I don’t expect school to give us all the answers, but certainly the tools. Yet the obstacles to attaining these tools – racism, adultism, and our tendency to focus on processes over people – are ever-present and often defended.
So if an adult doesn’t have everything they want out of life, we should be able to blame the school system, since that’s its primary role.
Is someone unhappy and unsuccessful because they were a shitty student?
Is someone’s mistake keeping them down because they just don’t understand how to apply the stellar pivoting skills we all learned in school?
Is an adult in an unstable financial position primarily because they ignored all the money management skills we all grasp so firmly through our public education?
With all those social skills school children get (and home/unschooled children lack), shouldn’t most adults have healthy relationships? Happy marriages? Great friends? A strong sense of self?
But we don’t. And I don’t blame school for every unhappy adult.
I do, however, see the need for an updated approach to education that prioritizes the practice of real-life pivots.
And by that, I mean we stop trying to make children avoid mistakes and instead understand that mistakes can be great catalysts for real learning. I’ve witnessed this as my twelve-year-old went from (the mistake of) staying up late to watch horror movies, to setting her own early bedtime so she could be awake and ready for morning voice acting auditions or online writing group sessions.
That would mean we’d have to individualize learning so that we see what mistakes each child tends to make, and how we can support them in failing forward.
2. Competition Above Collaboration
I tried grad school for maybe two semesters before I damn near died from severe disconnect. I also couldn’t find it in me to accept the competitive nature of the space.
As South African self-directed education activist Zakiyya Ismail once explained: Community is such an important part of being African and Indian. For us, the notion of competing instead of collaborating is one of the many side effects of a more Eurocentric way of life – structural racism, essentially.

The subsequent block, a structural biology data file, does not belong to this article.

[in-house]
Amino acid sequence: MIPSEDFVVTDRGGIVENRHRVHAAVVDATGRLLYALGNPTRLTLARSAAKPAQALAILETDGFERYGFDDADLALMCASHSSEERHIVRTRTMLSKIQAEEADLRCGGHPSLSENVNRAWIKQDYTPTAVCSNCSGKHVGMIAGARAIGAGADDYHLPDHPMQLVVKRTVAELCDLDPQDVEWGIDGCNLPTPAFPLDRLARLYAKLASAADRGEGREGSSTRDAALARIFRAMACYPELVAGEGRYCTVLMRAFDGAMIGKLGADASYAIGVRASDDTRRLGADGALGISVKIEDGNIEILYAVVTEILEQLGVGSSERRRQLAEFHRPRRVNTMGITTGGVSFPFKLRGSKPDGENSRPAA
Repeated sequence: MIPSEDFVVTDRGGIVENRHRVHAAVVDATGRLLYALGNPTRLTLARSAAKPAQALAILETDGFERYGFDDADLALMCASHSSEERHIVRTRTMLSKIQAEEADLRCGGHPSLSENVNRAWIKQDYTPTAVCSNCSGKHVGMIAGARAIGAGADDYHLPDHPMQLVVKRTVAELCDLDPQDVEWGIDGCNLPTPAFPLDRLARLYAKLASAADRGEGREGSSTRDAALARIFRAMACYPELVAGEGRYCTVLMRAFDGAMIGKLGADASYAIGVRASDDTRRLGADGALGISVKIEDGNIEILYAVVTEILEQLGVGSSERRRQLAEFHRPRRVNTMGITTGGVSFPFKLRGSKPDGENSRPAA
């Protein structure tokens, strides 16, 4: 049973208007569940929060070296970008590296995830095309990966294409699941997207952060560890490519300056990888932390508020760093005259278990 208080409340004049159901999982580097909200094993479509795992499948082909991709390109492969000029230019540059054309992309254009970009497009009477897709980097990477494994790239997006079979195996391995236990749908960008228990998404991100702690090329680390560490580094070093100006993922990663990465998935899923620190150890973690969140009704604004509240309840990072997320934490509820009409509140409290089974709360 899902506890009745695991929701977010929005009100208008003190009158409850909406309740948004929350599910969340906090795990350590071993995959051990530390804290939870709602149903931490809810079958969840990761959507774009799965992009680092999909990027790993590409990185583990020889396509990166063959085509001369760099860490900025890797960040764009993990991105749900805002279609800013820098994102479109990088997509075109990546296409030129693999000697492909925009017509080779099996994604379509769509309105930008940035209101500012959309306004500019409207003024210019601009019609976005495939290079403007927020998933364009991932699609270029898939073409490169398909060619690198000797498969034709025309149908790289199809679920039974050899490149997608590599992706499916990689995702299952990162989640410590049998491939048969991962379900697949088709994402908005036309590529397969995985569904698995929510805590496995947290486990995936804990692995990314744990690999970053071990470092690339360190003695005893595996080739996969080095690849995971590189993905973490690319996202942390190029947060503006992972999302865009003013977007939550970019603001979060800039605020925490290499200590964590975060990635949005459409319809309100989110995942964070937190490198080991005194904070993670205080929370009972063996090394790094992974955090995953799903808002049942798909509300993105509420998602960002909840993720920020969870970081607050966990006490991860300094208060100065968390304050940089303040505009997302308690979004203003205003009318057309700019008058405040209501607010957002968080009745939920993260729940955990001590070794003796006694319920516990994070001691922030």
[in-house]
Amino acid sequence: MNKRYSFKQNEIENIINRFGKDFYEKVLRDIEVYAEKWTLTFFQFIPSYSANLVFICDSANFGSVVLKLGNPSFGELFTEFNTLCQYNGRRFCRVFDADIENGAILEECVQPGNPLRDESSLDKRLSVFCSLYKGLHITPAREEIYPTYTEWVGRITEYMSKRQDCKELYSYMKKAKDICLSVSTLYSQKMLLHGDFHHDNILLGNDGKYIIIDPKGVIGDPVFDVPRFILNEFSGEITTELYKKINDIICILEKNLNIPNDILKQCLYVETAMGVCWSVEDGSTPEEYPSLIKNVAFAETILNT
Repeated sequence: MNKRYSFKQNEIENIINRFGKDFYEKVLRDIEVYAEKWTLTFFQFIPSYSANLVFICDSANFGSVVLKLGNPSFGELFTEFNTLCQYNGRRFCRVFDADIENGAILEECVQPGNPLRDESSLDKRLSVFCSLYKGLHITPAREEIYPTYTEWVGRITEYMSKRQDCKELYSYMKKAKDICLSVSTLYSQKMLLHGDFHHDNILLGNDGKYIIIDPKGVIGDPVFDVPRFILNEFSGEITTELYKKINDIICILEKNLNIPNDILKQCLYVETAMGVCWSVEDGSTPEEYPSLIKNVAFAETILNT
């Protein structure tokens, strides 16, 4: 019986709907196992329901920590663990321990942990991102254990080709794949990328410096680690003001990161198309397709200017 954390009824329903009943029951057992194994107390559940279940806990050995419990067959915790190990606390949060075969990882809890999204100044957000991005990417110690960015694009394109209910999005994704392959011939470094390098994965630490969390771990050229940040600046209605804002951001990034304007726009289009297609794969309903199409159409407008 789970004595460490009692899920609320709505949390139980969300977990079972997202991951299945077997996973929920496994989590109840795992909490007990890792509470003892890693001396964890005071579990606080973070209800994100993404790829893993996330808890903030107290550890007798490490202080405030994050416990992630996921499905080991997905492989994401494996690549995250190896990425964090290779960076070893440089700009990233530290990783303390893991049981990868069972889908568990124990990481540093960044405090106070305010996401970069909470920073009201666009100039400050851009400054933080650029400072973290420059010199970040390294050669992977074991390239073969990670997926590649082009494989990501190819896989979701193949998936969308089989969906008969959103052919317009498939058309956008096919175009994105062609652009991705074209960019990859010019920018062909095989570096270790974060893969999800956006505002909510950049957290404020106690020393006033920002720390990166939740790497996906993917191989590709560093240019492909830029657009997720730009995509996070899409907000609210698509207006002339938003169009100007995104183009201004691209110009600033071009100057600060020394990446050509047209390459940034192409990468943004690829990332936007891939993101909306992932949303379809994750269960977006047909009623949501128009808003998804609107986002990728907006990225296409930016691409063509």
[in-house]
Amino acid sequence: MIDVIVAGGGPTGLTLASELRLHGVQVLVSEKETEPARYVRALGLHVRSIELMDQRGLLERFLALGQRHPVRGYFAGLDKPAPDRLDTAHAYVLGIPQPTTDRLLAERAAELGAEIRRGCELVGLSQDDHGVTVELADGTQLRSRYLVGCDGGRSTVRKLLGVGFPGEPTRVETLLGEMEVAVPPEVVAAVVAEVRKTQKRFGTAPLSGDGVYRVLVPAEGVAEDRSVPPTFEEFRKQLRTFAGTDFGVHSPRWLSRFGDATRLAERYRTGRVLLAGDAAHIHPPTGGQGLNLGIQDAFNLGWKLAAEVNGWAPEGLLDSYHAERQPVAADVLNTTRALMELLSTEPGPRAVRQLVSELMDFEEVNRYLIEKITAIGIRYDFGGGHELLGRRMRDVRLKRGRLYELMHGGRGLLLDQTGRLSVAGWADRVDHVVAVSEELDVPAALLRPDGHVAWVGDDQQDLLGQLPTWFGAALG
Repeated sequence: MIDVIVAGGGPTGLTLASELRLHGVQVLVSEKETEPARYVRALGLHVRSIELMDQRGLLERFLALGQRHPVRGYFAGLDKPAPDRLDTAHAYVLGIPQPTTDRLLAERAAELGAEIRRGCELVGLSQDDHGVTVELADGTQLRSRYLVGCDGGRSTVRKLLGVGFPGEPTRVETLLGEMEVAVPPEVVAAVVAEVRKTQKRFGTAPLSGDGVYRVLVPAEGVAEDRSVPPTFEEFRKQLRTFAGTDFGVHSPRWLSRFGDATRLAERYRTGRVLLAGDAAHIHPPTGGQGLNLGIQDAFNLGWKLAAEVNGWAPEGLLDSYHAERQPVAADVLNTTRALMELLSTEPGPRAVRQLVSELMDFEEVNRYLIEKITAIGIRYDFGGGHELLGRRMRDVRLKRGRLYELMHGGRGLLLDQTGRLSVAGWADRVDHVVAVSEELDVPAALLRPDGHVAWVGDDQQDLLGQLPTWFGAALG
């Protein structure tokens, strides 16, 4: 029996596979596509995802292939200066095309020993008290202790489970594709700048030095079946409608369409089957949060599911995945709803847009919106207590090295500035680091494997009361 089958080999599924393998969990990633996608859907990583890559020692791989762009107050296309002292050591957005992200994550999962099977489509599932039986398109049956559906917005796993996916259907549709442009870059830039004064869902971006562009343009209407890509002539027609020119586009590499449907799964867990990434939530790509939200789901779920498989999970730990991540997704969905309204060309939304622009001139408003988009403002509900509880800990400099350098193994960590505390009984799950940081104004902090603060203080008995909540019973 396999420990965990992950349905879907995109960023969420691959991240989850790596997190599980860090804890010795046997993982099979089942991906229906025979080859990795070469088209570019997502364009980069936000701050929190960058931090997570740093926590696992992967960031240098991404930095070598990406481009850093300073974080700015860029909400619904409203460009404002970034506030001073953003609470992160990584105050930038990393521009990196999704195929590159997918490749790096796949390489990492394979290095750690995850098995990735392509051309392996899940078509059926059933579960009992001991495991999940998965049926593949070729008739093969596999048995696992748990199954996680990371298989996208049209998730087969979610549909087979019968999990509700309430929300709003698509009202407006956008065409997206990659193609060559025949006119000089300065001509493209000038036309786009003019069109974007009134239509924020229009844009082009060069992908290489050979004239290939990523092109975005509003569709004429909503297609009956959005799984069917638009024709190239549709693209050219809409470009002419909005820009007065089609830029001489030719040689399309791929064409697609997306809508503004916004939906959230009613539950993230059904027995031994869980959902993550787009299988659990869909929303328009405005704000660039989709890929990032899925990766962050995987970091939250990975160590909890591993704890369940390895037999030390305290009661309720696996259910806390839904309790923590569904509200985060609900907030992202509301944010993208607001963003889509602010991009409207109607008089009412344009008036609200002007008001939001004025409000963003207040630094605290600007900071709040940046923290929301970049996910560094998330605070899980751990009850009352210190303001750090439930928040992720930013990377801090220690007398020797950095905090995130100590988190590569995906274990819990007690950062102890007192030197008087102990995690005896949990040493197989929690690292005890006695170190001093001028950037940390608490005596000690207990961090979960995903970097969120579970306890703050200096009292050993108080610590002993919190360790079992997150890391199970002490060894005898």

School, with its embedded message to one-up our classmates to be seen favorably by the people in power is a colonizer mentality, and it forces us to look at other people’s success as a threat to our own.
Case in point: During my grad school stint, our professor organized us in groups to work on a project. Throughout the semester, there was one young woman that had the highest overall scores in the class.
She and I ranked highest, and classmates would jokingly say they’d make sure to be in our groups when group projects came up. I found it all funny, but the other young woman (let’s call her Izzy) did not.
Izzy deemed me her sole competition and went off of me every chance she got. When we got random quizzes and regular tests, she would always want to know my score before sharing hers. She watched me often, and just seemed generally pissed that I existed, and was apparently bent on stealing her shine.
I’m Jamaican, and she was Nigerian, a factor she brought up constantly, citing some (unknown to me) history of our two cultures being natural competitors against each other. #dafuq
Umm… no, Izzy, that’s only in school and work settings, and it’s based on the absurd idea that two black immigrants in America have to fight for space on Master’s Plantation – also known as high class rank or a promotion at work.
Ultimately, I left the program – and Izzy and I never got civil with each other.
I wonder about Izzy from time to time. What if we were in an environment where she and I could collaborate?
Where we could self-select groups based on our interaction, choose an issue together, and then use the resources around us to meet up where we wanted and work toward a solution that we present, and not a presentation of information from books and shit?
What if we weren’t colonized to believe that there might only be room for a few smart black folks on the plantations that afforded us a means to financial security in America?
3. Whitewashing History
Essentially, structural racism influences textbook authors in such a way that omits or misrepresents the contribution of non-white people in world history. As such, people of color, from school age, begin believing that white people are more accomplished, and even superior to other races of people.
This suppression of black and brown people’s contributions is evident in the way children are taught in history, mathematics, the sciences, and literature – all significant influencers of our perspectives on people and culture.
In the current school system, this racism also results in less adult guidance and more policing, as the data consistently demonstrates.
And for some of us parents and child advocates, it’s also about respecting children as creative, intelligent people whose opinions and desires should be more integrated into the structure of the place they are expected to spend most of their childhood: school.
Ideas on Stopping the Traditional School Train